My interest in ancestral health began in earnest when I was a wilderness skills and primitive technologies instructor. This went way beyond survival. We studied traditional knowledge from both indigenous peoples and experimental archaeology to try and piece together an idea of how our ancestors not just survived, but thrived in the lands we live on.
In the process of looking at the ‘things’ people used (the tools and technologies) it became evident that the way people moved, the diet people ate, and the lifestyle they lived were what formed us into dynamic, adaptable creatures.
Having learnt to butcher a deer and tan it’s hide, the obvious thing for a self confessed calceophile (a shoe lover) is to make your own shoes. Seminole Moccasins to be exact.
I loved these things. My feet were protected from the worst of things my tootsies might encounter, yet it still felt like I was running around the woods barefoot. I even made some fleecy, sheepskin ones for winter.
Did they look cool? No. Not unless you’re into the New Romantic meets Viking chic.
So when an attendee turned up to a course wearing a pair of Vivobarefoot Aqua shoes, that area of my brain that creates dopamine went berserk. Here was a shoe that ticked all of the boxes of my moccasins (thin, flexable, zero drop) but with a conventional look that meant my kids would no longer pretend to be someone else’s children at the school gate.
This was about 13 years ago and I bought 2 pairs of the Aqua as soon as I could, both for the grand cost of £19.99 each. This was before anyone had heard of Vivobarefoot and when they were still a sub-brand of Terra Plana.
I still don’t know why they were called Aqua as they had nothing to do with water, but they are still my all time favourite shoe. In fact, I have a pair I wear that are falling apart, but I just can’t bear to part with them. If anyone from Vivobarefoot reads this, please bring them back again.
And so my love affair with Vivobarefoot began. I bought loads of different pairs of their shoes, and loved them all. I told the world about these fantastic shoes. I got all my friends interested in them. I waxed lyrical about the benefits of barefooted-ness and minimalist shoes. I really laid it on thick. I wanted to heal everyone’s poor, cramped feet.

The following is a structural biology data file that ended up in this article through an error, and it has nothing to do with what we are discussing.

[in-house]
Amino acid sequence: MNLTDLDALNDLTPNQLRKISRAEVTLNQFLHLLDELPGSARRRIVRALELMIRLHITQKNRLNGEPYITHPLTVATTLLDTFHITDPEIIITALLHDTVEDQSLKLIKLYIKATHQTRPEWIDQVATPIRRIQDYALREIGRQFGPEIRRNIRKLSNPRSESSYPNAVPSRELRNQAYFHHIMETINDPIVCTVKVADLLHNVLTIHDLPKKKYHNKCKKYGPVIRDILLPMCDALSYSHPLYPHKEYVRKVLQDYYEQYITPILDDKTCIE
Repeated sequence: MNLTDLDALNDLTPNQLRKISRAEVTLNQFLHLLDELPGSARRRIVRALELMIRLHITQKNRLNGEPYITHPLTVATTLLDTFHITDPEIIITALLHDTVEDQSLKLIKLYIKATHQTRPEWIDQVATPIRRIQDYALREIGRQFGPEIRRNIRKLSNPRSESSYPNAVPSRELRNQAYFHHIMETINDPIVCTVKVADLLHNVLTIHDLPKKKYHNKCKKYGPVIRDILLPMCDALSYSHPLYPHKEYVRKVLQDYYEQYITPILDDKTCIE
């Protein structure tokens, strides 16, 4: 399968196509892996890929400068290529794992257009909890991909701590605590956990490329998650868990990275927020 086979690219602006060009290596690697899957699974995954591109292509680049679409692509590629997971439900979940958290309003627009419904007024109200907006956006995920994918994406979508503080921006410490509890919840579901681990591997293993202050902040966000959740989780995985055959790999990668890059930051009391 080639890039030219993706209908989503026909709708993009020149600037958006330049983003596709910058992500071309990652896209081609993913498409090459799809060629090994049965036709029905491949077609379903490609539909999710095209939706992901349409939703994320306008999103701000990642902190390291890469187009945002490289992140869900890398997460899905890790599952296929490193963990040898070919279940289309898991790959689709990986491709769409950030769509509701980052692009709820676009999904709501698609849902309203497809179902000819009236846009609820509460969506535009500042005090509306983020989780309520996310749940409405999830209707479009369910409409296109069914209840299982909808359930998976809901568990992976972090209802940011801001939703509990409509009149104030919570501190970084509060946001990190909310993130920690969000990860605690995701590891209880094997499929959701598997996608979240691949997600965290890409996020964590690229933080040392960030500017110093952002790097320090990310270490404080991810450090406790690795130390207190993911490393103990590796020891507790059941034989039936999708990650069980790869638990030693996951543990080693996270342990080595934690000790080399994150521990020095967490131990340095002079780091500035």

What an idiot! I think I singlehandedly drove up the demand for Vivobarefoot to the point that my cheap source on Ebay disappeared and my addiction to buying as many models as possible had to go into cold turkey.
But I am pleased to see Vivobarefoot become a major player in the minimalist footwear game. In my opinion they are THE leaders in the industry.
For me, the company’s best quality is the fact that they share some of Wild Life’s big interests – promoting good, natural human movement and protecting the environment.
The Vivobarefoot Primus Trail II FG is nigh on perfect on both accounts.
For more information on minimalist/barefoot shoes try this article.
VivoBarefoot Primus Trail II FG
I bought the previous incarnation of this shoe a couple of years back and was impressed with the quality. The early versions of the Vivo trail shoe were great but lacked a resilient sole.
Not so with the Primus Trail FG. They lasted 3 years of pretty much daily use mainly over rough surfaces.
The FG part of the name stands for ‘Firm Ground’. There was a deeper lugged version for softer ground, the SG.
The FG are perfect for hard packed trails and ground that’s not too boggy and steep.
The new Primus Trail II have the same set up as the original, as far as I can see, but in my opinion it’s slightly better.
The sole is a 2.5mm base sole with 4mm lugs. These won’t stop you slipping on steep, wet grassy descents, but for trail runs and walks they are more than adequate.
The rubber compound has a ‘sticky’ feel to it, which I don’t remember on the Primus Trail I, and this gives the shoe a real sense of firm traction on rocky surfaces even when wet.
I really like the addition of the textured arch rubber. This is perfect for aiding in things like climbing ropes and traversing branches of trees. This might not be on your itinerary of activities. But it should be.